Characteristics of Whistling Pine Tree (Casuarina equisetifolia) in the Wild
Published by Admin on 08/28/2020 In category Fruit Tree
Whistling Pine or Coast Sheoak is a tree species from the genus Casuarina, thought to have originated throughout Southeast Asia, Northern Australia, and the Pacific Islands. Its population is also found in Madagascar, but it is doubtful whether it is native to the region or not.
Whistling Pine has been introduced to the Southern United States and West Africa, where it spreads and becomes an invasive species in Florida, South Africa, India, and Brazil.
When it grows, this tree is called by various local names such as Cemara Udang and Cemara Laut (Indonesia), Agoho Pine (Philippines), Whistling Pine, Brown Pine, Coast Sheoak, and Australian Pine (International).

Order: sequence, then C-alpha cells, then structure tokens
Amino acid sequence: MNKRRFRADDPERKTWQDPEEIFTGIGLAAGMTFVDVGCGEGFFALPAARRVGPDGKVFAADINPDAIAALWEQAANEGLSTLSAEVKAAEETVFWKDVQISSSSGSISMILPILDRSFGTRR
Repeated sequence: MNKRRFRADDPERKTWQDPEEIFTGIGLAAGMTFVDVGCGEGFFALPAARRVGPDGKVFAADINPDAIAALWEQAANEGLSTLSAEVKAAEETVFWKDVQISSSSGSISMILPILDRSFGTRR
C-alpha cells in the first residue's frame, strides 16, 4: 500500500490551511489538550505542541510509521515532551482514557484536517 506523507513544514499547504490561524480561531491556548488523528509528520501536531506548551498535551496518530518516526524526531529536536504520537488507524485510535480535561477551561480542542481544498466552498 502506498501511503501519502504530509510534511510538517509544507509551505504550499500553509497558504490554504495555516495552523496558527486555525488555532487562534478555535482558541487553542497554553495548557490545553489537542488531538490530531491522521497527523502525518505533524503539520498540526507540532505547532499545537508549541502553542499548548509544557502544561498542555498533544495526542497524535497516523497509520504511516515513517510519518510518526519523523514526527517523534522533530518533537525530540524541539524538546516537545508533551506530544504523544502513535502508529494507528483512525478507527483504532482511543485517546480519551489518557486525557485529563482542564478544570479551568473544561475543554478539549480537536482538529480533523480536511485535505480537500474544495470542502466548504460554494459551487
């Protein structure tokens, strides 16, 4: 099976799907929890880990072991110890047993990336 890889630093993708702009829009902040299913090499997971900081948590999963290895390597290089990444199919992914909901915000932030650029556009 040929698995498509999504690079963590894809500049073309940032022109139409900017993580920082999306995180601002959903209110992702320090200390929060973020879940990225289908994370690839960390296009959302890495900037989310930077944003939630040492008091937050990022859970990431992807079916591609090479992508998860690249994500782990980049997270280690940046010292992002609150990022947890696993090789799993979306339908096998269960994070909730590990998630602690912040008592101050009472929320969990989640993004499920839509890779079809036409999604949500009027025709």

This tree is widely used as a bonsai subject, especially in Southeast Asia and the Caribbean. The native Indonesian species cultivated in Taiwan are considered to be the best in the bonsai world.
Whistling Pinewood is often used to make shingles, hedges, and is said to be excellent firewood. Among the Hawaiian islands, Casuarina is also planted to prevent erosion and generally functions as a windbreaking element.
Characteristics of Whistling Pine Leaf
The leaves are long and thin like needles, are green to gray-green, and have 6-8 leaf rings.
Characteristics of Whistling Pine Flower
The flowers are small, male flowers are simple spikes 0.7-4 cm long, and short female flowers appear on the stalk.
Characteristics of Whistling Pine Fruit
The fruit is oval 10-25 mm long and 10-13 mm in diameter, generally resembling a coniferous cone consisting of many carpels each containing one-winged seed.
Characteristics of Whistling Pine Tree
Whistling Pine can grow 30-35 meters tall in the wild. Like several other species of the genus Casuarina, Whistling Pine is also an actinorhizal tree that can fix nitrogen in the atmosphere which makes it an important tree for creating clean air.
This tree is also often planted as an ornamental tree in parks, schoolyards, offices, and roadsides.